We all know who’s making waves in the music scene at the moment, but how about giving some of the most influential artists of all time a mention too, after all, if it wasn’t for them, who knows what the music industry would be like today?

This month we honour the soulful singer Eva Cassidy, who tragically died at the tender age of 33; and in a cruel twist of fate only really achieved real musical success after her death.

Early Life

Born in February 1963 Eva Marie Cassidy was best known for her interpretations of Jazz, Blues, Folk, Gospel, Country and Pop classics, it seems that anything she turned her hand to she overcame with ease.

Eva Marie Cassidy was the third of four children born to Hugh and Barbara Cassidy, it was clear music was in her blood and from an early age Eva had a keen interest in music.

When she was nine, her father taught her to play the guitar, and she began to play and sing at family gatherings, by the time she was 11 Eva began her professional career by singing and playing guitar in a Washington area band called Easy Street who adopted lots of different styles- something Eva did with ease - and soon they were performing at weddings, corporate parties, and pubs.

While a student at Bowie High School, she sang with a local band called Stonehenge and in 1986 the guitarist and high school friend David Lourim to lend her voice to his music project; Method Actor.

Through doing this she ended up at Black Pond Studios, where she met bassist and recording engineer Chris Biondo who helped her find work as a session musician and later introduced her to Al Dale, who would become her manager.

Her first album, The Other Side was a set of duets with Chuck Brown and was released in 1992. This was followed up by a live solo album entitles Live At The Blues Alley, however, despite these two albums; she was virtually unknown outside her native Washington DC when she died of melanoma in 1996.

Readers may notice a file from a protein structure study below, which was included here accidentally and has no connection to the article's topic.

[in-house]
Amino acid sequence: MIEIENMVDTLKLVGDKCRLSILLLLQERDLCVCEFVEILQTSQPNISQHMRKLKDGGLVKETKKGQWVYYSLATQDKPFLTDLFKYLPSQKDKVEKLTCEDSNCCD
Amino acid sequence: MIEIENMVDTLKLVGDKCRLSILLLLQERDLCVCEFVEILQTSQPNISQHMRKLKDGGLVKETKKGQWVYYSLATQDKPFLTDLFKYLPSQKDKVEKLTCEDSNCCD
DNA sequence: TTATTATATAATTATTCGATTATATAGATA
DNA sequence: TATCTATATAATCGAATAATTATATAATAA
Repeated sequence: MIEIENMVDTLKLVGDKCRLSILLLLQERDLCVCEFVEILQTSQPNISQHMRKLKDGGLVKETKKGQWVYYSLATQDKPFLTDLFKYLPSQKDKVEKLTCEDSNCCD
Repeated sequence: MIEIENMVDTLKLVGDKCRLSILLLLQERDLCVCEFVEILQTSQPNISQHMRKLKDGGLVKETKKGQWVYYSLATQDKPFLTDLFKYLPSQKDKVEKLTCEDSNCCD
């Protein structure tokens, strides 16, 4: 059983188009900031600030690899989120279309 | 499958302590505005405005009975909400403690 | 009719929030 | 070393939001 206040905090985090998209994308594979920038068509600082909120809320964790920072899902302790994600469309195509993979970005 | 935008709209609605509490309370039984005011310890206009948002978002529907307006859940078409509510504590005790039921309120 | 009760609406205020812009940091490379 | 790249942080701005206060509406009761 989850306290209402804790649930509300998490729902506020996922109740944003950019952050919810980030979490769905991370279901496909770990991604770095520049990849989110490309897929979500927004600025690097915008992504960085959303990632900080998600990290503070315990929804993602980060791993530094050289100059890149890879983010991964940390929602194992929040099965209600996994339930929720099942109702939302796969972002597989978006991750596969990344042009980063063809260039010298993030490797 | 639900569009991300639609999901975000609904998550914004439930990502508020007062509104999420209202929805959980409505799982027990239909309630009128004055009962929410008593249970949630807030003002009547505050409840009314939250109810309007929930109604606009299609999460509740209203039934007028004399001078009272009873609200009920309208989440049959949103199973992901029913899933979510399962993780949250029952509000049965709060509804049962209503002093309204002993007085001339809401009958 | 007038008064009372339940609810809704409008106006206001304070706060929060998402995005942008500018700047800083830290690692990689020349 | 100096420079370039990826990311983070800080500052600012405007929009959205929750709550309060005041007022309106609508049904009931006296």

Death

In 1993, Eva had a malignant mole removed from her back but three years later, during a promotional event for the Live at Blues Alley album in July 1996, Cassidy noticed an ache in her hips, which she attributed to stiffness from painting whilst perched atop a stepladder.

The pain was still there a few weeks later so she went to see her doctor, who after performing numerous X-Rays revealed that the melanoma had spread to her lungs and bones and gave her just three to five months to live.

Determined not to go down without a fight, Eva had aggressive treatment but her health deteriorated rapidly and she died at her family home on November 2 1996.

Posthumous recognition

Four years later Eva was thrust upon Britain when BBC Radio 2 started playing her versions of Fields Of Gold and Over The Rainbow, which are probably the two songs she is best known for today.

Following the overwhelming response, a camcorder recording of "Over the Rainbow" which was filmed at the Blues Alley was shown on Top Of The Pops 2 and paved the way for her compilation album Songbird which climbed to the top of the UK charts almost three years after its original release.

The success she gained in the UK led to her receiving even more recognition on a global scale and her recordings have now totalled a staggering six million recorded sales from Australia to Germany, Sweden, Norway, Switzerland and many more.

New Album

A new album featuring previously unreleased material is scheduled for release this month. The album, entitled Somewhere will contain 12 new tracks covering many musical genres and includes songs written by Eva Cassidy herself. So it's not over just yet, thank goodness - Sleep Well Eva.

FemaleFirst - Ruth Harrison

Relive the legenday Blues Alley performance of Over The Rainbow below: